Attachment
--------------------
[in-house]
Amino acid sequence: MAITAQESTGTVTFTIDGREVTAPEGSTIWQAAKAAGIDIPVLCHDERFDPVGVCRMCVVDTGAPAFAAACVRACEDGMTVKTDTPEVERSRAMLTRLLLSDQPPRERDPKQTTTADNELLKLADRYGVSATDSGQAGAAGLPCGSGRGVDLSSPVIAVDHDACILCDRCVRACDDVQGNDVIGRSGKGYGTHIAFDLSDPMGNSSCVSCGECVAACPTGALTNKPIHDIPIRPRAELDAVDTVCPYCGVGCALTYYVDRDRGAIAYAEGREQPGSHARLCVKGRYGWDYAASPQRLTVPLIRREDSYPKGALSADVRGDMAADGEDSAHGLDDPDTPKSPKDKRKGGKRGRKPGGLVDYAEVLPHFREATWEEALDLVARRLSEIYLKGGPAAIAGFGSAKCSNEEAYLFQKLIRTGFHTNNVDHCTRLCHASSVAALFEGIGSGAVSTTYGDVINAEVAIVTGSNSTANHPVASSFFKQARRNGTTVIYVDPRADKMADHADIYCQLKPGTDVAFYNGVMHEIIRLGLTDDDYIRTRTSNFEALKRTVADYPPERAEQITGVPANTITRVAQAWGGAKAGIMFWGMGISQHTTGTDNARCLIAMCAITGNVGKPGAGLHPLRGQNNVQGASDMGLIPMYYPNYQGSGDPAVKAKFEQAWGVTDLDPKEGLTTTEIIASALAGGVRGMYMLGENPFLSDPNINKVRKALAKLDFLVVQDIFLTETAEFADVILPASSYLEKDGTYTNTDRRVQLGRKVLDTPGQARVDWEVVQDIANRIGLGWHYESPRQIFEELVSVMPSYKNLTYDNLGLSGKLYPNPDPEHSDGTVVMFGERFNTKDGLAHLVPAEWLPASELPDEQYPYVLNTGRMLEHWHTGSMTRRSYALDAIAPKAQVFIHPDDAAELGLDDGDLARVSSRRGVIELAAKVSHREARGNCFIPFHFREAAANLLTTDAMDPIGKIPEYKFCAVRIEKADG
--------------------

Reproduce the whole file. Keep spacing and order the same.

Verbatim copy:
[in-house]
Amino acid sequence: MAITAQESTGTVTFTIDGREVTAPEGSTIWQAAKAAGIDIPVLCHDERFDPVGVCRMCVVDTGAPAFAAACVRACEDGMTVKTDTPEVERSRAMLTRLLLSDQPPRERDPKQTTTADNELLKLADRYGVSATDSGQAGAAGLPCGSGRGVDLSSPVIAVDHDACILCDRCVRACDDVQGNDVIGRSGKGYGTHIAFDLSDPMGNSSCVSCGECVAACPTGALTNKPIHDIPIRPRAELDAVDTVCPYCGVGCALTYYVDRDRGAIAYAEGREQPGSHARLCVKGRYGWDYAASPQRLTVPLIRREDSYPKGALSADVRGDMAADGEDSAHGLDDPDTPKSPKDKRKGGKRGRKPGGLVDYAEVLPHFREATWEEALDLVARRLSEIYLKGGPAAIAGFGSAKCSNEEAYLFQKLIRTGFHTNNVDHCTRLCHASSVAALFEGIGSGAVSTTYGDVINAEVAIVTGSNSTANHPVASSFFKQARRNGTTVIYVDPRADKMADHADIYCQLKPGTDVAFYNGVMHEIIRLGLTDDDYIRTRTSNFEALKRTVADYPPERAEQITGVPANTITRVAQAWGGAKAGIMFWGMGISQHTTGTDNARCLIAMCAITGNVGKPGAGLHPLRGQNNVQGASDMGLIPMYYPNYQGSGDPAVKAKFEQAWGVTDLDPKEGLTTTEIIASALAGGVRGMYMLGENPFLSDPNINKVRKALAKLDFLVVQDIFLTETAEFADVILPASSYLEKDGTYTNTDRRVQLGRKVLDTPGQARVDWEVVQDIANRIGLGWHYESPRQIFEELVSVMPSYKNLTYDNLGLSGKLYPNPDPEHSDGTVVMFGERFNTKDGLAHLVPAEWLPASELPDEQYPYVLNTGRMLEHWHTGSMTRRSYALDAIAPKAQVFIHPDDAAELGLDDGDLARVSSRRGVIELAAKVSHREARGNCFIPFHFREAAANLLTTDAMDPIGKIPEYKFCAVRIEKADG